The Amateur Radio Club at the University of Pennsylvania
Amateur Radio at Penn Since 1909

The Amateur Radio Club at the University of Pennsylvania, founded as the Wireless Club of the University of Pennsylvania in 1909, promotes radio education, fraternalism and individual operating efficiency, while advancing the general interest and welfare of amateur radio among the alumni, faculty, staff and students. The Club currently uses the call signs W3ABT, W3KZ, and N3KZ to advance the public interest under the requirements set forth by the Federal Communications Commission (FCC).

If you are interested in joining the Club, please fill out this interest form. We are open to students from all Penn schools. We also recommend following us on Instagram!

What is Amateur Radio?

Amateur Radio, also known as ham radio, is a hobby that is best known for its role in providing emergency communications during disasters. While allowing the “ham” to serve the community during emergencies, Amateur Radio also serves as a vehicle to make new friends locally, nationally, and globally.

Amateur Radio is established by international agreement and practiced by millions of enthusiasts worldwide. In the U.S. alone, there are hundreds of thousands of citizens licensed as amateurs by the Federal Communications Commission (FCC) after completing tests in theory and regulations. This club is just one of many collegiate clubs that exist at universities throughout the U.S. and worldwide.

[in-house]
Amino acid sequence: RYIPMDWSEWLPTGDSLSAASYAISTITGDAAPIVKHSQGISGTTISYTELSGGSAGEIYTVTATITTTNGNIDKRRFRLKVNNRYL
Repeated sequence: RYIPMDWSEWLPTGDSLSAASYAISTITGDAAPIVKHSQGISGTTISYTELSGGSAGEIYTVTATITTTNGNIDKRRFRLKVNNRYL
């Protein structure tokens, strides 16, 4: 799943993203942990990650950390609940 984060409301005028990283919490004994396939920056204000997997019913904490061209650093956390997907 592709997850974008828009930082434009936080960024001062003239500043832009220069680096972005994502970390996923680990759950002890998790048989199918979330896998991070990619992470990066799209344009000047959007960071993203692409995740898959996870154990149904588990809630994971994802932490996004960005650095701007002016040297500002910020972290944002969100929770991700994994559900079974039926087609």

Some Amateur Radio operators are attracted by the ability to communicate across the country, around the globe, through satellites, or even with astronauts on space missions. Some like the convenience of a technology that gives them portable communication where no other communication is readily available. Others may like to build and experiment with electronics. Still others find joy in “contesting,” or competing against others to make as many contacts as possible in a given period of time.

The term “amateur” indicates that amateur radio communications are not allowed to be made for profit or for commercial purposes and is not a reflection of the skills of the participants, which are often quite advanced.

For more information about amateur radio, check out the ARRL’s page on “What is Ham Radio?” as well as the ARRL Collegiate Amateur Radio Program, which has monthly meetings and a Discord server.

If you are interested in becoming licensed as an Amateur Radio operator, please contact us for information about study resources and exam sessions.